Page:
A Billion Bootstraps: Microcredit, Barefoot Banking, and The Business Solution for Ending Poverty

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McGraw Hill Professional, Feb 23, 2007 - Business & Economics - 224 pages
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A bold manifesto by two business leaders, A Billion Bootstraps shows why microcredit is the world's most powerful poverty-fighting movement-and an unbeatable investment for your charitable donations.

A Billion Bootstraps unearths the roots of the microcredit revolution, revealing how the pioneering work of people such as Dr. Muhammad Yunus-winner of the 2006 Nobel Peace Prize-is giving hope to billions. Philanthropist and self-made millionaire Phil Smith and microcredit expert and consultant Eric Thurman provide a riveting narrative that explores how these small loans, arranged by “barefoot bankers,” enable impoverished people to start small businesses, support their families, and improve local economies. By paying back their loans instead of simply accepting handouts, men and women around the world are continually giving others the same opportunity to change their futures.

Smith and Thurman also examine why traditional charity programs, while providing short-term relief, often perpetuate the problems they are trying to alleviate, and how applying investment principles to philanthropy is the key to reversing poverty permanently.

A Billion Bootstraps explains how ordinary people can accelerate the microcredit movement by investing charitable donations in specific programs and then leveraging those contributions so the net cost to lift one person out of poverty is remarkably low. You'll discover how to get more for your money by donating with the mind-set of an investor and calculating measurable returns-returns that will change lives and societies forever.


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User Review  - jerrikobly - LibraryThing

Good book on how to invest as a means of countering poverty. Read full review

Selected pages


Chapter 1 The Power of What Works
Chapter 2 Beyond the 900 Billion Black Hole
Chapter 3 Giving Credit Where Credit is Due
Chapter 4 Barefoot Banking
Chapter 5 Moving the World
Chapter 6 Microcredit Plus
Chapter 7 Beyond Good Intentions
Chapter 8 A Thousand Battles A Thousand Victories
Questions and Answers
A Very Brief History of Microcredit
Selected Microcredit Organizations
Microcredit Information Sources
Calculating an End to Poverty

Chapter 9 The Best Due Diligence
Chapter 10 Tough Love Leads to Happy Endings

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Popular passages

Page 110 - If you know the enemy and know yourself, you need not fear the result of a hundred battles. If you know yourself but not the enemy, for every victory gained you will also suffer a defeat. If you know neither the enemy nor yourself, you will succumb in every battle.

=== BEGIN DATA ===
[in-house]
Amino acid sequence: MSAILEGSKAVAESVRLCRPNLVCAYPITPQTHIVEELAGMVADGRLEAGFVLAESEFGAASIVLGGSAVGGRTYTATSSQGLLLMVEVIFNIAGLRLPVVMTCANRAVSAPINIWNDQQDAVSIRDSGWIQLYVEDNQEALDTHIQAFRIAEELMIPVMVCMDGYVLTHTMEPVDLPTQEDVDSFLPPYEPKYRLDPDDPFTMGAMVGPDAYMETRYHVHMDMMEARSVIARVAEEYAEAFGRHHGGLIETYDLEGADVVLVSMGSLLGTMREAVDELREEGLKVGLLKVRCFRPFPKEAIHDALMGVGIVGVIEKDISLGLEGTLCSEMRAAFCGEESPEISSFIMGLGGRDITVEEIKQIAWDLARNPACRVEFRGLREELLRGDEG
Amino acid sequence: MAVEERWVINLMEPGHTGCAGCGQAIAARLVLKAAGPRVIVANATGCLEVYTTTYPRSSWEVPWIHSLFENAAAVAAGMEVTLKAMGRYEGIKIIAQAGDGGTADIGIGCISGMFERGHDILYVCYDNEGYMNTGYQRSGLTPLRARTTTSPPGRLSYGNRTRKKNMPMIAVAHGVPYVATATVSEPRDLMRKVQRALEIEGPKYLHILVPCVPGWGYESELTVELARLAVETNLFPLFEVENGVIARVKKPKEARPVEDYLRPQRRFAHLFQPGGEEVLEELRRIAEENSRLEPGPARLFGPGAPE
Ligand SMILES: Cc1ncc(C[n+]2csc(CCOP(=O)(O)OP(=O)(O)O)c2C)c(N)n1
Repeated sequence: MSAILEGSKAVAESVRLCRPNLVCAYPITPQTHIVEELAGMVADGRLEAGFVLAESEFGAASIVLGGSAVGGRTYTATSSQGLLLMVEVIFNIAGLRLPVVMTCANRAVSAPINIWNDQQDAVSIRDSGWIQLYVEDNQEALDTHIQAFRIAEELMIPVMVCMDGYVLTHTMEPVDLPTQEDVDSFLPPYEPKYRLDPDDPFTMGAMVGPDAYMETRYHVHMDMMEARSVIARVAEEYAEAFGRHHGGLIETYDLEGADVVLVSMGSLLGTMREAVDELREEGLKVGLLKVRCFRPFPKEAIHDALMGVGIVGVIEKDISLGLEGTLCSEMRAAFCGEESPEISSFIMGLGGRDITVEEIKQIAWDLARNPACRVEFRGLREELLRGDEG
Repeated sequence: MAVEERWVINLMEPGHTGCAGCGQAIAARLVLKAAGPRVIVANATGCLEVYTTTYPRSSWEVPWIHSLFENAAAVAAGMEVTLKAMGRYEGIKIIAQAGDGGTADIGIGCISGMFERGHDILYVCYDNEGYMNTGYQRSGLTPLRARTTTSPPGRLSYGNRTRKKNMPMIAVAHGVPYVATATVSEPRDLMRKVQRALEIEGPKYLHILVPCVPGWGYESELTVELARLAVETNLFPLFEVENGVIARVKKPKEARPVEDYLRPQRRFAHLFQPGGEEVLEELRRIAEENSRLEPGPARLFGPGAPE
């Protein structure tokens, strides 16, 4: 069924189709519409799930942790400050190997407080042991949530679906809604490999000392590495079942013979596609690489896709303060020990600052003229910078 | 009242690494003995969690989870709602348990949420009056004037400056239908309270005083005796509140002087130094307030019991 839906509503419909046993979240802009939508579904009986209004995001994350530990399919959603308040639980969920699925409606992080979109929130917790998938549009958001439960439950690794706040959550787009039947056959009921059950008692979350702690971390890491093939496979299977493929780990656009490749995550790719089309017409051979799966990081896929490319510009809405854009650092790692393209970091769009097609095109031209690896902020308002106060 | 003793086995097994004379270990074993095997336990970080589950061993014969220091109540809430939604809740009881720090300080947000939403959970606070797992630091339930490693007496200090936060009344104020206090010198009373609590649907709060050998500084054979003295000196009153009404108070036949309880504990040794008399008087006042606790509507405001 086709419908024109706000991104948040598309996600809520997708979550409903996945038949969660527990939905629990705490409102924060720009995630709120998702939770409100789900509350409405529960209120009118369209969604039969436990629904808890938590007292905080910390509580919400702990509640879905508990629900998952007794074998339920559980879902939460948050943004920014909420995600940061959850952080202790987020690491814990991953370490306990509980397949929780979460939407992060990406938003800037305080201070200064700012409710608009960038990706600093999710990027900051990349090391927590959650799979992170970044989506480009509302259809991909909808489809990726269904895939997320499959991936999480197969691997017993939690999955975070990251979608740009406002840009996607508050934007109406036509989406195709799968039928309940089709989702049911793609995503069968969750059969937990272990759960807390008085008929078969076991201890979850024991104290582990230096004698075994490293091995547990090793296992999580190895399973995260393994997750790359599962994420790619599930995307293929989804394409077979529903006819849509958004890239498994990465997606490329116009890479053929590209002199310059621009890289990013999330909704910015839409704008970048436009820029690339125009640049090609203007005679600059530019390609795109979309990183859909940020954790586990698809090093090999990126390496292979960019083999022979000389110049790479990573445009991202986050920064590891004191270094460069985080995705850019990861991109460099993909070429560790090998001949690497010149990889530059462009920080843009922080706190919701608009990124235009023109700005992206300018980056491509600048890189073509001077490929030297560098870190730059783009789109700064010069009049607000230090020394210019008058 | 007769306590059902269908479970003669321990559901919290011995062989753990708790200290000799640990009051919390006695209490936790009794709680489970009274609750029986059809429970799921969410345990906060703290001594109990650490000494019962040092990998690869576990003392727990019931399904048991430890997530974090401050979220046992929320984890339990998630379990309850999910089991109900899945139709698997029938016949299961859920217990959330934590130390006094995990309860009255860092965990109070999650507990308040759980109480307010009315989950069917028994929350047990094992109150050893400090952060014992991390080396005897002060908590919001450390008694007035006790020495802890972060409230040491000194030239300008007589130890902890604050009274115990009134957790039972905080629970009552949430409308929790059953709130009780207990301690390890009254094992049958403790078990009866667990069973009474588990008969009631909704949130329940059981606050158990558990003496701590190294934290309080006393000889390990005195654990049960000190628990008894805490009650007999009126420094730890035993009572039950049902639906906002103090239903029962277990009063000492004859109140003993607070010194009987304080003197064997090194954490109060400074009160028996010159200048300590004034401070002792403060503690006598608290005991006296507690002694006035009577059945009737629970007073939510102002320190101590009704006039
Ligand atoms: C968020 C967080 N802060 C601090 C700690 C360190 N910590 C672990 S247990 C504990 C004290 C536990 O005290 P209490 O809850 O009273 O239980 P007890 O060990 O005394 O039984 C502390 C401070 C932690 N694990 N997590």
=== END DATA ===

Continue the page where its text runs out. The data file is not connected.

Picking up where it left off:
Page 11 - And so, too, to get angry is an easy matter, and in any man's power : or to give away money or to spend it : but to decide to whom to give it, and how large a sum, and when, and for what purpose, and how, is neither in every man's power, nor an easy matter. Hence it is that such excellence is rare and praiseworthy and noble.
Page xiii - An invasion of armies can be resisted, but not an idea whose time has come.
Page 61 - Give me a lever long enough, and a place to stand, and I will move the world.
Page 45 - Nothing comes out of nothing," is as true of life as in physics : money is the seed of money, and the first guinea is sometimes more difficult to acquire than the second million.
Page 194 - USAID has been the principal US agency to extend assistance to countries recovering from disaster, trying to escape poverty, and engaging in democratic reforms.
Page 109 - ... and wealth accumulation — that they have to rank alongside slavery and apartheid as social evils....
Page 129 - Then, make a list of all the things you would like to do, if you could.
Page 31 - Searcher admits he doesn't know the answers in advance; he believes that poverty is a complicated tangle of political, social, historical, institutional, and technological factors. A Searcher hopes to find answers to individual problems only by trial and error experimentation. A Planner believes outsiders know enough to impose solutions. A Searcher believes only insiders have enough knowledge to find solutions, and that most solutions must be homegrown.

About the author (2007)

Phil Smith is an active philanthropist who writes and speaks under the banner Practicing Significance. Smith is the former CEO of Prize Energy Corp. and Tide West Oil Company.

Eric Thurman has been a leading expert in international philanthropy for decades. A former CEO of Opportunity International, HOPE International, and Geneva Global Inc., Thurman is now CEO of The Protos Fund. He has been profiled in Forbes magazine, on CNN, and in many other media forums.


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